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Posted in: Current Affairs, Social Justice, Psychology

Community Reparations for Victims of Jon Burge's Torture Techniques

Posted by Nikole Hollenitsch on Jun 10, 2015 1:47:00 PM

Community Reparations

A guest post by Liz Diligio, a 2nd year student in the Community Psychology, Liberation Psychology, and Ecopsychology Specialization of the M.A./Ph.D. Depth Psychology Program (C.L.E. program)

In May of 1972 Jon Burge, a Vietnam veteran, was promoted to police detective on Chicago’s south side. For the next twenty years Burge and other officers used torture techniques Burge learned in Vietnam to force confessions from men arrested in the neighborhood. Jon Burge eventually sent over 200 hundred men to prison based on confessions obtained through torture. The practice finally came to light during proceedings before the Police Board in 1992, when City lawyers admitted that the evidence of Area 2 (Burge’s district) use of torture established "an astounding pattern or plan… to torture certain suspects… into confessing to crimes.”

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Posted in: Current Affairs, Trauma, Connecting Cultures, Social Justice

Becoming an Embodied Ally

Posted by Nikole Hollenitsch on Feb 9, 2015 8:45:00 PM

A guest post by Rae Johnson, Ph.D.

Like many of us over the past several months, I’ve listened, read, and talked a lot about the issues arising from the recent tragic deaths of black men at the hands of police – about systemic racism, institutionalized violence, and intersecting forms of oppression.  Although the words exchanged in these important conversations have been necessary to my developing understanding of the issues, it is the images that have haunted me. I've found myself poring over photographs of hundreds of people lying down in Harvard Square as part of a "die in" mass protest, replaying the surveillance video footage of Tamir Rice’s sister running to his aid, and returning again and again to the photograph of Devonte Hart hugging Portland Oregon police officer Bret Barnum. The potency of these simple bodily gestures strikes a chord inside me that the words alone don't quite reach.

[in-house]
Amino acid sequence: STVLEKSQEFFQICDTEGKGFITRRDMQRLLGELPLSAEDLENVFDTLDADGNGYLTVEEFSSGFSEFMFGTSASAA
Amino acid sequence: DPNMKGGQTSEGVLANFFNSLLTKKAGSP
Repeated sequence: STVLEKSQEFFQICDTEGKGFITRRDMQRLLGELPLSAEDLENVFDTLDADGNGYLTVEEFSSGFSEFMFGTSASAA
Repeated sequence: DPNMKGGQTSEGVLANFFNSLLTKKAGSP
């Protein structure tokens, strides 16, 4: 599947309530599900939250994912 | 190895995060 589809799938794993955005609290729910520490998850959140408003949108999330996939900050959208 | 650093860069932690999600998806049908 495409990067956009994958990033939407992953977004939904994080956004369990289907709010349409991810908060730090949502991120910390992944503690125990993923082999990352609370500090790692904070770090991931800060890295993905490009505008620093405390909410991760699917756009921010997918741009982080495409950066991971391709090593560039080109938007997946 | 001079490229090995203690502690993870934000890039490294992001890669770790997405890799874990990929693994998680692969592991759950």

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Posted in: transformative, Social Justice, somatic bodywork

The Work of Creative Maladjustment: Martin Luther King, Jr.

Posted by Nikole Hollenitsch on Feb 6, 2015 2:38:00 PM

" Modern psychology has a word that is probably used more than any other word in modern psychology. It is the word 'maladjusted.' This word is the ringing cry to modern child psychology. Certainly, we all want to avoid the maladjusted life. In order to have real adjustment within our personalities, we all want the well‐adjusted life in order to avoid neurosis, schizophrenic personalities.

But I say to you, my friends, as I move to my conclusion, there are certain things in our nation and in the world which I am proud to be maladjusted and which I hope all men of good‐will will be maladjusted until the good societies realize. I say very honestly that I never intend to become adjusted to segregation and discrimination. I never intend to become adjusted to religious bigotry. I never intend to adjust myself to economic conditions that will take necessities from the many to give luxuries to the few. I never intend to adjust myself to the madness of militarism, to self‐defeating effects of physical violence…"

On Sunday, January 18, 2015, Pacifica Graduate Institute hosted a lecture and panel discussion honoring Dr. Martin Luther King, Jr. at the Ladera Lane Campus. The event was co-sponsored by Pacifica’s Alumni Association and the Martin Luther King Jr. Committee of Santa Barbara. Below is the taped live event.

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Posted in: Current Affairs, Social Justice